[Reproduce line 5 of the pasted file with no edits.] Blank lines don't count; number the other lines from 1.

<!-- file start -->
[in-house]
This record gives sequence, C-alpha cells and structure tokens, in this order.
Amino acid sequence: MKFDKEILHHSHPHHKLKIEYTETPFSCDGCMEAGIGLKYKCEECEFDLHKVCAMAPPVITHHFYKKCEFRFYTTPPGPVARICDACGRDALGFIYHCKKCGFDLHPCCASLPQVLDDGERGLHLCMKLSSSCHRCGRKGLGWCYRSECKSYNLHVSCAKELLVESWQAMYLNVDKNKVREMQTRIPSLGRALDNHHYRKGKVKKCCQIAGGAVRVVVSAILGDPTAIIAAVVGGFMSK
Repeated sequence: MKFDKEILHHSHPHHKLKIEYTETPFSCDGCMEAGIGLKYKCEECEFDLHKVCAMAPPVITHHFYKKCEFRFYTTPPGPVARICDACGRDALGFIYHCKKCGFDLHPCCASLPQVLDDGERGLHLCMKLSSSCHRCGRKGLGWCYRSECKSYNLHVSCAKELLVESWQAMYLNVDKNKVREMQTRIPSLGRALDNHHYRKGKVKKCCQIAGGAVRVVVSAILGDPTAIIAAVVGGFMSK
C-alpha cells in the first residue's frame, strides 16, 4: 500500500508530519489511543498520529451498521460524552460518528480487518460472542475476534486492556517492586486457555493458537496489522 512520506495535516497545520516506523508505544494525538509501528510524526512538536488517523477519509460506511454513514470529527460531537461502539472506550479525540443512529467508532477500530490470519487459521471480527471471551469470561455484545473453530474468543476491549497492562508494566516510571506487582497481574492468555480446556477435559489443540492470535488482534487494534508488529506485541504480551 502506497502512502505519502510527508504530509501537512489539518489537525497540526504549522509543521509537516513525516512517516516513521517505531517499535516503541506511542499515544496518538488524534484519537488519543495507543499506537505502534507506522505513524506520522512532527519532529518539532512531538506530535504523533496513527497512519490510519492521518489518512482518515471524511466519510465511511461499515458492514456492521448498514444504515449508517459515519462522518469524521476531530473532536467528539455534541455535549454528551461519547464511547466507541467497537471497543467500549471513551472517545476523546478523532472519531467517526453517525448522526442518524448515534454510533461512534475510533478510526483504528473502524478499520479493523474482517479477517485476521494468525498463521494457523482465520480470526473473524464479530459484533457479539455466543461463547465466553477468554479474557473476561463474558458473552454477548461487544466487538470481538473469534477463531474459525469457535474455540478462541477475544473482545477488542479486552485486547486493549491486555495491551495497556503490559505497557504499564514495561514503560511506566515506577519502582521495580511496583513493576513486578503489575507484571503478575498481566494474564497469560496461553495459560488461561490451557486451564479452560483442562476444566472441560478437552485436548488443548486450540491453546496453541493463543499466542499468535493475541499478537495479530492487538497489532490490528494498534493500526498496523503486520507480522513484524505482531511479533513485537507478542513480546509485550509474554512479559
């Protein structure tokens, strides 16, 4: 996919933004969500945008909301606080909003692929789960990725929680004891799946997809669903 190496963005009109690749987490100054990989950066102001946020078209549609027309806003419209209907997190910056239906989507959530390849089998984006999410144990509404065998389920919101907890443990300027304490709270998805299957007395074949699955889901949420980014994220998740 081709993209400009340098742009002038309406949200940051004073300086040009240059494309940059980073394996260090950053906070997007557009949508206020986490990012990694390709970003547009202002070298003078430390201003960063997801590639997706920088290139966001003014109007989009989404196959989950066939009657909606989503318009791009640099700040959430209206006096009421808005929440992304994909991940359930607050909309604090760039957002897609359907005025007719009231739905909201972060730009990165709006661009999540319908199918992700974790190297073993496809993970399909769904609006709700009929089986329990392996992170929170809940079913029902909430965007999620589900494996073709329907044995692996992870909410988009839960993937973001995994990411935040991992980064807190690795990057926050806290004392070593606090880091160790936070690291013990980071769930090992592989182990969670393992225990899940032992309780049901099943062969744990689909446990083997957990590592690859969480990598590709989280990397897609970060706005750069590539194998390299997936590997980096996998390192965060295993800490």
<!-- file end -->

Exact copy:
C-alpha cells in the first residue's frame, strides 16, 4: 500500500508530519489511543498520529451498521460524552460518528480487518460472542475476534486492556517492586486457555493458537496489522 512520506495535516497545520516506523508505544494525538509501528510524526512538536488517523477519509460506511454513514470529527460531537461502539472506550479525540443512529467508532477500530490470519487459521471480527471471551469470561455484545473453530474468543476491549497492562508494566516510571506487582497481574492468555480446556477435559489443540492470535488482534487494534508488529506485541504480551 502506497502512502505519502510527508504530509501537512489539518489537525497540526504549522509543521509537516513525516512517516516513521517505531517499535516503541506511542499515544496518538488524534484519537488519543495507543499506537505502534507506522505513524506520522512532527519532529518539532512531538506530535504523533496513527497512519490510519492521518489518512482518515471524511466519510465511511461499515458492514456492521448498514444504515449508517459515519462522518469524521476531530473532536467528539455534541455535549454528551461519547464511547466507541467497537471497543467500549471513551472517545476523546478523532472519531467517526453517525448522526442518524448515534454510533461512534475510533478510526483504528473502524478499520479493523474482517479477517485476521494468525498463521494457523482465520480470526473473524464479530459484533457479539455466543461463547465466553477468554479474557473476561463474558458473552454477548461487544466487538470481538473469534477463531474459525469457535474455540478462541477475544473482545477488542479486552485486547486493549491486555495491551495497556503490559505497557504499564514495561514503560511506566515506577519502582521495580511496583513493576513486578503489575507484571503478575498481566494474564497469560496461553495459560488461561490451557486451564479452560483442562476444566472441560478437552485436548488443548486450540491453546496453541493463543499466542499468535493475541499478537495479530492487538497489532490490528494498534493500526498496523503486520507480522513484524505482531511479533513485537507478542513480546509485550509474554512479559